A plaque remaining from the Big Apple Night Club at West 135th Street and Seventh Avenue in Harlem.

Above, a 1934 plaque from the Big Apple Night Club at West 135th Street and Seventh Avenue in Harlem. Discarded as trash in 2006. Now a Popeyes fast food restaurant on Google Maps.

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Entry from January 10, 2015
“The horse doesn’t know what its odds are” (horse racing adage)

"The horse doesn’t know what its odds are” is a horse racing adage of unknown authorship. “A horse doesn’t know what the odds are” was said in 1971 by a fan called Harry The Horseplayer. “The horse doesn’t know the price” was said in 1978 by American Hall of Fame thoroughbred racehorse trainer Laz Barrera (1924-1991). “The horse doesn’t know what his odds are” was said in 2005 by horse breeder Jerry Moss.

13 August 1971, Winnipeg (Manitoba) Free Press, “Meet Harry...The Horseplayer” by Dave Distel (TPNS), pg. 24, col. 4:
“A horse doesn’t know what the odds are,” he (Harry The Horseplayer—ed.) said.

18 May 1978, Aberdeen (SD) American News, “Affirmed is favored this time,” pg. 13, col. 2:
BALTIMORE (AP)—Trainer Laz Barrera, who felt it was a knock against Affirmed when the colt wasn’t favored for the Kentucky Derby, says: “I’d like to be 10-1 for the Preakness. The horse doesn’t know the price.”

Google Books
Style: Laughing through the Turmoil:
A Collection of Wicked Wit, 1980-1990

By Julian Askin
Johannesburg: CTP Ltd.
Pg. 46:
“He’s all the way back to eight to one!” I moaned.

“Patrick,” said my bookmaker, “the horse doesn’t know what price it is.”

OZmium Sports Betting and Horse Racing Forums
2nd June 2002 08:15 PM
Contrary to popular belief that punters should follow the so-called “smart money”, results from saturday indicate otherwise.
So forget about following this so-called “smart money” nonsense and back horses because they have the right ingredients to win. A horse doesn’t know what odds it is!!!!!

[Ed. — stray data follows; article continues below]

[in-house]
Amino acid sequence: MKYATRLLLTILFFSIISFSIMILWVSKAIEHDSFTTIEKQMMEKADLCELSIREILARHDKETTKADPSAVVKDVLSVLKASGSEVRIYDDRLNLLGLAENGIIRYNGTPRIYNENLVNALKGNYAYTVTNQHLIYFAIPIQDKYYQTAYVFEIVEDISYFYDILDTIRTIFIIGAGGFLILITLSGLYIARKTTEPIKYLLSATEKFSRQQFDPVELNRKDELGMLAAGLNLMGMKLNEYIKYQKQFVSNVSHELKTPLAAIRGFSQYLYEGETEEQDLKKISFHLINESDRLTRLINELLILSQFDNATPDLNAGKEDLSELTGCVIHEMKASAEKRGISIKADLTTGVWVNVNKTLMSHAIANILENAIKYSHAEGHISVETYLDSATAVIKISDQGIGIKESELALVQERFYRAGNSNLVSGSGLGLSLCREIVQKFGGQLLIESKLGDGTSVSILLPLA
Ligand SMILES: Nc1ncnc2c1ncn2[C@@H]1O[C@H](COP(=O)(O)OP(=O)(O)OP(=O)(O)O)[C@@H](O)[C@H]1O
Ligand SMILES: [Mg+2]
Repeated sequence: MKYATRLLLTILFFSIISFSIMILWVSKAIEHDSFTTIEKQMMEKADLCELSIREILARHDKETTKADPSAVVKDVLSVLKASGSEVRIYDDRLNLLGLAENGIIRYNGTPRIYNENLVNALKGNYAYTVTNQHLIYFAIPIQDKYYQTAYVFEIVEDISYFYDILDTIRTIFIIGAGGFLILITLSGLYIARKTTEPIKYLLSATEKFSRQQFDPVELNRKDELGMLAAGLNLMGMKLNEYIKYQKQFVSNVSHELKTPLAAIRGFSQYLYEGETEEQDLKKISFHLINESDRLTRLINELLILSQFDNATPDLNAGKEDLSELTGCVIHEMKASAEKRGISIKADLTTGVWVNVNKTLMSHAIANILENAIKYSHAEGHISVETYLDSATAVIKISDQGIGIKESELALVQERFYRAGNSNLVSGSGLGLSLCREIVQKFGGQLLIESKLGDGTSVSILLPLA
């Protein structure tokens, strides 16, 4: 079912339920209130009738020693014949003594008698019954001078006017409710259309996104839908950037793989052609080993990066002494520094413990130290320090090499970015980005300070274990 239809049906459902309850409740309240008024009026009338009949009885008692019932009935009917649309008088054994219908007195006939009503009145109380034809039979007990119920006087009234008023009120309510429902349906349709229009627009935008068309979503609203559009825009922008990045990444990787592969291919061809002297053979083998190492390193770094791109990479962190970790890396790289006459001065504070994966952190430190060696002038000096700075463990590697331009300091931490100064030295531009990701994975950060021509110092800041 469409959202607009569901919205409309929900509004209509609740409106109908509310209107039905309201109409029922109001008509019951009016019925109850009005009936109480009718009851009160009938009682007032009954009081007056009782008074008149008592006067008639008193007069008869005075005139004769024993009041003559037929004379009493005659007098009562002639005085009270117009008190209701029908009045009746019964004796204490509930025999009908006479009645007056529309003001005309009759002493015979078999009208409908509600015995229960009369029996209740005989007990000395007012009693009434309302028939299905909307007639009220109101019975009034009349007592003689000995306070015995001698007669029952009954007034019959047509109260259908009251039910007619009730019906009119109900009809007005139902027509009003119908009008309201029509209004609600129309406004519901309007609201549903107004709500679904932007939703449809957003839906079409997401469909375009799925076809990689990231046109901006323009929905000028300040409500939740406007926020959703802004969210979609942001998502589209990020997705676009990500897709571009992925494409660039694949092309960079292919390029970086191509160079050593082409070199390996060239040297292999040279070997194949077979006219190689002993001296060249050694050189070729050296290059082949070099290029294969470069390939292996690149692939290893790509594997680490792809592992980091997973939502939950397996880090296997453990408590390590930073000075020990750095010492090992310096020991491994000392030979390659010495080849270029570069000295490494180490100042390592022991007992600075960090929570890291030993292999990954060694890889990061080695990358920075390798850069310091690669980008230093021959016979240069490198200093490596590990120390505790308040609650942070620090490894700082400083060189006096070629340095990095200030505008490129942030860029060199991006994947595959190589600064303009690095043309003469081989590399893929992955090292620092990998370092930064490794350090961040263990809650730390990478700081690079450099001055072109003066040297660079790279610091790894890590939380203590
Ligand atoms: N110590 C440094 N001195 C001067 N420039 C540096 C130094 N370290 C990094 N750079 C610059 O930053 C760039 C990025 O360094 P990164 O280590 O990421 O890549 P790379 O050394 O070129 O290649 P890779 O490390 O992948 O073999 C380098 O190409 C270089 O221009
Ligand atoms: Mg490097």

Preakness post positions and M/L
May 19, 2005, 09:44
JERRY MOSS (Owner of Giacomo): On the Odds of 6-1 for the Derby winner: “The horse doesn’t know what his odds are. We’re okay. Whatever happens, happens.”

17 October, 2008 5:52 PM
P.G. and a Horse Called Volponi
By Steve Haskin
Then he heard track handicapper Mike Battaglia announce the colt’s odds at 50-1. “No way!” he said with indignation. When Mary Kay tried to act as the voice of reason by telling him the horse doesn’t know his odds, Johnson told her, “Don’t worry, at the three-sixteenths pole, you’re going to be proud of me.” Mary Kay replied, “I’m proud of you now.”

NBC Sports
May 2, 2014
Just like the Run for Roses itself, budding 3-year-old has become an unlikely star
To follow Steve Coburn’s line, the horse doesn’t know the odds.

A Sea Of Blue (University of Kentucky Wildcats)
The Kentucky Wildcats Win On The Road Over the Texas A&M Aggies 70-64 in Double-OT
By Glenn Logan  @ASeaOfBlue on Jan 10 2015, 4:35p
The old saying is, the horse doesn’t know what it’s odds are, and I think that can be fairly said about Texas A&M today.

Posted by Barry Popik
New York CitySports/Games • Saturday, January 10, 2015 • Permalink